This movie can be sold on the strength of one single image:
If that doesn't do anything for you, you probably won't be impressed with this film.
RED is a comic book adaptation from the work of Warren Ellis; it is apparently not particularly faithful to the source material, choosing to use the book as inspiration for a larger story. Said story concerns the improbably named Frank Moses, a retired CIA agent played by Bruce Willis, coming under fire from the very agency he used to serve. Moses sets out to find out who put him in front of the gun with the help of some old associates and a girl from the pension service call-centre who he has a crush on.
This is a silly slice of action cheesecake with a few decent setpieces, a sprightly pace, and the chance to see some big old stars kicking arse and taking names in their twilight years.
Willis teams up with Morgan Freeman (being a bit less noble than usual), John Malkovich (being even more crazy than usual), Helen Mirren (being as supernaturally sexy as usual, but with more guns) and Brian Cox (being more Russian than usual), and they all seem to be having a whale of a time. Willis is in stoic, pursed-lips mode, rather than the wise-cracky, one-liner setting, but he makes a fine straight-man for the chaotic turns going on all around him.
TV's Mary Louise Parker is a charming innocent abroad as the object of Moses' affections, dazed and confused by every bizarre turn of events before seeming to find her feet, she makes a fine fist of a role that could've very easily amounted to little more than "Girl the lead fancies. Gets captured at the end of act 2".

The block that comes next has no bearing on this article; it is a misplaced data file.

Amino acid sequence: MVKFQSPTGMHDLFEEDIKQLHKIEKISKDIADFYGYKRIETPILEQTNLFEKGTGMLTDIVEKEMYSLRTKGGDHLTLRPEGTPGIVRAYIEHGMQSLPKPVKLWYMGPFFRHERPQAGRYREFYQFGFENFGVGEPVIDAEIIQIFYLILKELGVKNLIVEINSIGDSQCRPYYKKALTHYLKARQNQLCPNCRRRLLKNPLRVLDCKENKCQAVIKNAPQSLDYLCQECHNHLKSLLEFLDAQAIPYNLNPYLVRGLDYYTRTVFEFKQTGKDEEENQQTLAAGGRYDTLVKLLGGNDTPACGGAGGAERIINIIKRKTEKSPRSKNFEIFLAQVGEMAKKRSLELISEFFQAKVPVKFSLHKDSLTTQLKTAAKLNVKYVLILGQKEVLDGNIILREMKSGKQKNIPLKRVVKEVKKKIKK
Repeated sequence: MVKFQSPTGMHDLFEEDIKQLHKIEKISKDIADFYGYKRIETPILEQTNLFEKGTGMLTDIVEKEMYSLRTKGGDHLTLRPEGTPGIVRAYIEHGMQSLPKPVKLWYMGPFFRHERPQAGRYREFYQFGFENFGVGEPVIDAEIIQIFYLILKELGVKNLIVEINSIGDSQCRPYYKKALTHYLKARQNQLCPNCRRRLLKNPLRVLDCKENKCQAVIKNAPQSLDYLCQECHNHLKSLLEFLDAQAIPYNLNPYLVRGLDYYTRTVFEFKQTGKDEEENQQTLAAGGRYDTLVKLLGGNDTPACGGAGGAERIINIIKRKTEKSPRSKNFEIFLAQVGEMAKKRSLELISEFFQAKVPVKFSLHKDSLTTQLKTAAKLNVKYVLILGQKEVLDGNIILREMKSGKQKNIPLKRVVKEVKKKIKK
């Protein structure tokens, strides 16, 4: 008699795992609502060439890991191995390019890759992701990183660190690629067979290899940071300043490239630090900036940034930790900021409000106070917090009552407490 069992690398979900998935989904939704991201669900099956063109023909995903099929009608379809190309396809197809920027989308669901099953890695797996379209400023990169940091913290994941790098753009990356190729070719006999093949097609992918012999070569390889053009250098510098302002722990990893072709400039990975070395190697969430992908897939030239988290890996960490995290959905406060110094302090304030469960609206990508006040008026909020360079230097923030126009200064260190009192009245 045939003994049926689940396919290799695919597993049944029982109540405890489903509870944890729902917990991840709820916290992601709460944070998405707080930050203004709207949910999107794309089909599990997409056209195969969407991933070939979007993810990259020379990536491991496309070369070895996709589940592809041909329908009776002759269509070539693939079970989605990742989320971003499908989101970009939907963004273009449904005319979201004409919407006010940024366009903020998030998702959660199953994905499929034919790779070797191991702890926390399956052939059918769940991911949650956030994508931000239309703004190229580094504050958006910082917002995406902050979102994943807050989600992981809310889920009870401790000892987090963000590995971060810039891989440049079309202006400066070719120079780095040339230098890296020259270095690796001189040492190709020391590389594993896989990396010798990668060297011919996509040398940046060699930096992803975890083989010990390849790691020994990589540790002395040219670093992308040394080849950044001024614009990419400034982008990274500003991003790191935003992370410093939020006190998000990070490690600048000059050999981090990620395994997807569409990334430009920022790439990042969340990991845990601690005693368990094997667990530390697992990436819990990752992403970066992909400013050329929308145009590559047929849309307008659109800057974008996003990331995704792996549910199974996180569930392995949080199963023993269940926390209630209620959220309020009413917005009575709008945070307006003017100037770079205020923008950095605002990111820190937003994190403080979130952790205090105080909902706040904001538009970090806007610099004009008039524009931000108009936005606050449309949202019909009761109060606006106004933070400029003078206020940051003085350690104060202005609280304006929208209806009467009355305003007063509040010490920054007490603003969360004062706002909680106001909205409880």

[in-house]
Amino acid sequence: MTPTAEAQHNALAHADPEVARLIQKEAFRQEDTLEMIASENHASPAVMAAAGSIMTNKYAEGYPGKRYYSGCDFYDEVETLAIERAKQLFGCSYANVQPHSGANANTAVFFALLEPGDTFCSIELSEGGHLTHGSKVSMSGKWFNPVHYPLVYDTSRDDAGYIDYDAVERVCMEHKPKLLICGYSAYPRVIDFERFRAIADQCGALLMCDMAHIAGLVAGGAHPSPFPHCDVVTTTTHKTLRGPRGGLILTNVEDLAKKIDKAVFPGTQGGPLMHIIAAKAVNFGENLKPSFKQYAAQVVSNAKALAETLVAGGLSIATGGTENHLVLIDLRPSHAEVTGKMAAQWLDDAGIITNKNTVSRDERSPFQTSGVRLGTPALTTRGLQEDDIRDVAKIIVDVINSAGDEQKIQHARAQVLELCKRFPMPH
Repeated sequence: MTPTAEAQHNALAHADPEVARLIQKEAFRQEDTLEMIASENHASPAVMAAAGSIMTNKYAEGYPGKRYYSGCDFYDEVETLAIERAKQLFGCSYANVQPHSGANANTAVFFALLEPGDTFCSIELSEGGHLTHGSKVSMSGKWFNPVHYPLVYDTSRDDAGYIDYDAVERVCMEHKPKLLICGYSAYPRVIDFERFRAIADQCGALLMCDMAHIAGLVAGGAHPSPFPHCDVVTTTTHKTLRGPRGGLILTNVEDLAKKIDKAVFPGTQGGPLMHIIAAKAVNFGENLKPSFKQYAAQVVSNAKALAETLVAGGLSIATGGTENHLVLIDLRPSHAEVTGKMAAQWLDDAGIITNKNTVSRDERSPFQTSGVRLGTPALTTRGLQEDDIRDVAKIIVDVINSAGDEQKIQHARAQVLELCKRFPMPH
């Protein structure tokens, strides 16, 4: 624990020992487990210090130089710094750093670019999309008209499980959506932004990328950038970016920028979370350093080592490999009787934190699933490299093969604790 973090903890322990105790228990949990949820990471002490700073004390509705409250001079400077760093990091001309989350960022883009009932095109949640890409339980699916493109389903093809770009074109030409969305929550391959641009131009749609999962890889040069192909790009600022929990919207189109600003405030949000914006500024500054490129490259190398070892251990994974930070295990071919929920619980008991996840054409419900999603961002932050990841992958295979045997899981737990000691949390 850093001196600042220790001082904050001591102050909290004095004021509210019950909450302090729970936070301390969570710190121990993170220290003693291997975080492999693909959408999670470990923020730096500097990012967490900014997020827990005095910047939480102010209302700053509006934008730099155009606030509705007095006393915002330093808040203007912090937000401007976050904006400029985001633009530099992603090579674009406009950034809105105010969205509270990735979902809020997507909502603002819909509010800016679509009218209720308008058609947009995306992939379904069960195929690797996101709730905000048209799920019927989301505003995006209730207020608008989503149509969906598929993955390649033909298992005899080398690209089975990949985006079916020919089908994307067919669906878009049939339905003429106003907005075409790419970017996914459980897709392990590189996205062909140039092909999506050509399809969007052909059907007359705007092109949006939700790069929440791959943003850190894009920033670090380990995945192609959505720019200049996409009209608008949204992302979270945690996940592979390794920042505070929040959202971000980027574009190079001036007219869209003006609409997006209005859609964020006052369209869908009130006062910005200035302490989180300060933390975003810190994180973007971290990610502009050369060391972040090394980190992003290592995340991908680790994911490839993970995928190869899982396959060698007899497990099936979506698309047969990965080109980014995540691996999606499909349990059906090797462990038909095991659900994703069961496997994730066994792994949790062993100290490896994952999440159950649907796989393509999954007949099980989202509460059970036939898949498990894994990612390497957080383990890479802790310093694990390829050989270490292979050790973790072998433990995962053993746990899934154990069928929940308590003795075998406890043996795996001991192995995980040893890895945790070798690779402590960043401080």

The plot becomes overly convoluted and some of the narrative turns are inexplicable and contrived, but it doesn't really matter when you are only really there to see Morgan Freeman punch Richard Dreyfuss in the face, Bruce Willis and Karl Urban engaging in an office-based knock-down drag-out, Malkovich running bellowing down a street with a dynamite belt strapped to him, and Helen Mirren rocking an elegant white evening gown and SMG combo. The film delivers these superficially satisfying moments at regular intervals, keeping the drag factor to a minimum.
There are foggy patches, such as Urban's young whippersnapper agent sent after Moses. He is introduced as a cold, calculating killer, before the movie attempts to humanise him by making him a family man and a reasonable guy in a manner that doesn't quite come off. This is through no fault of Urban's - he is convincingly hard and driven, yet personable - more of a sense of uncertainty about the tone of the character which leaves us in no doubt as to the eventual resolution of his story.
The romance between Moses and Parker's Sarah is also under-developed and a little forced, with her going from terrified kidnap victim to Stockholm Syndrome a mite too easily, but the charisma of Willis and Parker individually helps overcome any structural problems or lacking chemistry.
"RED" has been slightly beaten to the punch in the geriatric action-hero and rogue-government-agents-comic-book adaption stakes by "The Expendables" and "The Losers" respectively, but "RED" is more fun than "The Expendables" and Helen Mirren is hotter than Zoe Saldana. So "RED" wins. Just.